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Information Security Strategy, Part 1

The Problems of Security Testing and Unmanageable Reports

I’d like to talk a little bit about security testing, the problem of information overload and issue prioritisation. To do this I intend on broadly discussing some of the problems of the various options for security testing that organisations have.

I’ve written about some related things before, if you’d like a warm up:

However, I’d like to look a little at security a little more strategically today and to discuss the wider problems with security testing. To centre around the idea that, there are three main problems with the way companies approach security testing:

  • How do you ensure that security issues are correctly prioritised?
  • How do you ensure that testing deliverables are manageable?
  • What is your mean-time-to-detection for new security issues?

 

What do you consider a “vulnerability”?

If you’re in charge of the overall security of an organisation, then you want to know about all of the security issues, so you can appropriately prioritise them, right? All of the security issues? Sure?

What I’d like to lead up to, is that if I were to present to you all of the information I could gather about your organisations security posture and present them to you in a report – that report would be several hundred pages long and entirely useless. Useless because it is unmanageable.

If you were to say, well grade those issues based on some standard measurement so that priority can be applied – for example, if you were considering beginning your work at the “critical” issues and working your way down towards the mediums and lows I’d still argue the report would be entirely useless. Useless because there is no standard measurement for all security issues.

So, let’s start there: “There is no standard measurement for all security issues”. The problem here of course is that I’m using the generic term “security issue” and not something conveniently more specific such as “Vulnerability”. If we were talking about vulnerabilities, then we could look at the Common Vulnerability Scoring System (CVSS)!

There are two problems here, the first is the tricky problem of what do we consider a security vulnerability? There are multiple categories here, or at least a distinction between security vulnerabilities, policy issues, and hardening measures. The second problem is once you’ve decided what you’re going to include within those categories how do you appropriately score those to allow for a prioritised approach overall (not to get ahead of myself but the fact that the we’re now up to CVSS version 3 is an indicator that scoring is harder than it may initially seem). If you’re completely unfamiliar with CVSS, to massively simplify it is a means of calculating a risk score (out of 10, where 10 is the worst case) based on the impact a vulnerability has against the confidentiality, integrity, and availability, of a system.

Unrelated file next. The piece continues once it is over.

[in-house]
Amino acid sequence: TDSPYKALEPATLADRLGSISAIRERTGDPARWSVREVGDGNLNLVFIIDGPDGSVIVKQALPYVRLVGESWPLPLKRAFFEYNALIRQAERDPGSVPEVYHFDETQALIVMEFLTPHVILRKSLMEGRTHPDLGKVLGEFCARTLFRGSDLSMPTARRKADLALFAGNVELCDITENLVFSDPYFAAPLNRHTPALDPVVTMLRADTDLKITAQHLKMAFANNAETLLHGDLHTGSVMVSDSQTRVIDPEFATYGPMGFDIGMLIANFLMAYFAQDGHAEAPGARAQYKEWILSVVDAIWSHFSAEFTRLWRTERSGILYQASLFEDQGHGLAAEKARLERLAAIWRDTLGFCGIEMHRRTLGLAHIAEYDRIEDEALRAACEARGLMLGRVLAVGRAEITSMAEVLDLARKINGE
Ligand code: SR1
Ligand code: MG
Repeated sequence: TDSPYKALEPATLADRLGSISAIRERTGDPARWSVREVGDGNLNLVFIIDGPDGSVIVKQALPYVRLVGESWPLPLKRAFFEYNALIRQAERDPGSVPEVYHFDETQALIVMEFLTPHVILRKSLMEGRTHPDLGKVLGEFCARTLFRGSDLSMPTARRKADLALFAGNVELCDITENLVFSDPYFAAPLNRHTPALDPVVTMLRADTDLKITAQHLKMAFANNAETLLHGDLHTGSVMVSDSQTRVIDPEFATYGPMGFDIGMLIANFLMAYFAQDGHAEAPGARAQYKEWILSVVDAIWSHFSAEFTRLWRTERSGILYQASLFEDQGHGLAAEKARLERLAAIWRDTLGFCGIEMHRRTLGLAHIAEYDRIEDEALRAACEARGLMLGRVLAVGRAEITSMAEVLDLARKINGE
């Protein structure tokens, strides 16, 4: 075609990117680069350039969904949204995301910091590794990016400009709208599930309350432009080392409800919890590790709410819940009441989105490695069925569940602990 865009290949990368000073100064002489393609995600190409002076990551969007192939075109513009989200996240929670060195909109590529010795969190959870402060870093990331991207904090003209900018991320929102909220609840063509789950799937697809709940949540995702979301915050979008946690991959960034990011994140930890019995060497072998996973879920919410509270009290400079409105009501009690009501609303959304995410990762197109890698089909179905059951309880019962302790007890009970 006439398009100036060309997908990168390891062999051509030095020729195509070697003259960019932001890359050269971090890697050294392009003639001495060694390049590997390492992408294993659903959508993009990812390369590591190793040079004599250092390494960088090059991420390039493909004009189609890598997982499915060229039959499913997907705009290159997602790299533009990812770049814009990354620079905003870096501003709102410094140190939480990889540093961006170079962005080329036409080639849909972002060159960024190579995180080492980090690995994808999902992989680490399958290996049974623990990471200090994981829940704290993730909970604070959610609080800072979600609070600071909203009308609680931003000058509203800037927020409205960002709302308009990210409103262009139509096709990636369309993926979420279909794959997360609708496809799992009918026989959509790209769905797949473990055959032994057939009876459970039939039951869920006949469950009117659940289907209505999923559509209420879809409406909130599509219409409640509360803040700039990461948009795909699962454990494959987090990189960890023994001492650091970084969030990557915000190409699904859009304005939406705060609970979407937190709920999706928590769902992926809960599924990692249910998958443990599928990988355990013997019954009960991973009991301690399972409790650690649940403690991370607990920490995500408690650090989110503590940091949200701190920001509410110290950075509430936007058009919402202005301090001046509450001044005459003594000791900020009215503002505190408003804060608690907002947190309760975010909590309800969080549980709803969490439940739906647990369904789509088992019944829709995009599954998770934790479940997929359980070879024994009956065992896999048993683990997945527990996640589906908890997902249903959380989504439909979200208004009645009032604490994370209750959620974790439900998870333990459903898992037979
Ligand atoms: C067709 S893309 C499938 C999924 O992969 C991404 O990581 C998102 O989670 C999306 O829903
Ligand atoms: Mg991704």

Consider the scenario where you are performing a penetration test for an organisation and they have asked you to document as many vulnerabilities as possible within the time frame for the assessment. You find a server which is missing some patch, several months worth, however those patches do not appear to be security related (“bug fixes”, “new features”, “improvements”). How do you report this issue? Consider also, the fact that previously vendors have been known to hide serious security fixes within patches with change logs that simply stage “bug fixes”.

In that context, do you highlight the issue as a lack of a sufficient patching policy? A very serious issue which can certainly be high impact. Alternatively, do you consider it from the context that as far as is documented these “bug fixes” aren’t related to security issues and therefore it’s an issue of limited severity. What about that CVSS system we talked about earlier? To simplify the problem here is that CVSS considers vulnerabilities based on their impact against confidentiality, integrity, and availability – which doesn’t neatly fit this kind of issue.

Another example which highlights a problem with this kind of scoring is the fact that it considers the risk against all confidentiality, integrity, and availability. For example, if you had a poorly written function on your company web application which would trivially allow an attacker to extract confidential data from your website database (something like insecure direct object reference), that would score a 7.5, not a 10. Why? It impacts only confidentiality. If you’re new to CVSS but want to play around with it a little try this calculator: https://nvd.nist.gov/vuln-metrics/cvss/v3-calculator